Veterans Pour Into MBA Programs As Military Downsizes

Veterans in business school bring additional veterans into business, wrote Harvard Business School dean Nitin Nohria in a Veterans Day column in the Washington Post last year, “Business school can be a pathway for integrating our service members back into civilian life, and for finding new ways to engage their intellect, integrity and leadership at home,” Nohria wrote. “While a few return to the military after graduation, most take jobs in the private sector – and in those jobs, many of them become advocates for hiring other veterans, doing their own small part to solve the challenge of post-military employment.”

Military MBA’s business school surveys indicate veterans are exiting MBA programs to better average salaries than their peers, netting total starting compensation of $117,000, compared to $105,000 for non-military graduates.

After Tietz finishes at Tuck next year, she’ll start work as an associate for McKinsey & Company. She aims to use her career, in part, to address “a lack of women in C-suites and in Congress,” she says. “I think it’s important for women to strive for those positions and to work for them, and I think society is a lot more forgiving of women who may choose not to take the hard road. Men are raised and really told they should get the job and be the breadwinner. They’re very comfortable going into a job and being uncomfortable in the job for a few years.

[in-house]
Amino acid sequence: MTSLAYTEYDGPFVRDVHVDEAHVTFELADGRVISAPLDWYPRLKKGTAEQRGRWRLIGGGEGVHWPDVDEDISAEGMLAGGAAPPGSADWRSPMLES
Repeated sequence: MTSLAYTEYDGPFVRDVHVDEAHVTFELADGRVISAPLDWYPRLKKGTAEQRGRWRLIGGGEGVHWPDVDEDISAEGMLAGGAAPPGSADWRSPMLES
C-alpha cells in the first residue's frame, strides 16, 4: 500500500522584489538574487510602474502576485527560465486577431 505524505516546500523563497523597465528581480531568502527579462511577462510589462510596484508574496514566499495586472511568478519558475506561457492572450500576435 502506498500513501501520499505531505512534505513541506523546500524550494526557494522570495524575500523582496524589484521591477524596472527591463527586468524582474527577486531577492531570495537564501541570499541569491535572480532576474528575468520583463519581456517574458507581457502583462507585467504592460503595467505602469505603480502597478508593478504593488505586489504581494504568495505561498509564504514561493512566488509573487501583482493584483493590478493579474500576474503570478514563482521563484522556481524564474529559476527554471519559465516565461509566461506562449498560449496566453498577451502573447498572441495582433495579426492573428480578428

“I want to strive for one of those positions where I can be somebody who really has a significant amount of ability to make change, whether it’s in an organization or whether it’s in government.”

DON’T MISS: FROM AN ARMY RANGER IN IRAQ TO HARVARD BUSINESS SCHOOL or FROM THE MILITARY TO STANFORD GRADUATE SCHOOL OF BUSINESS

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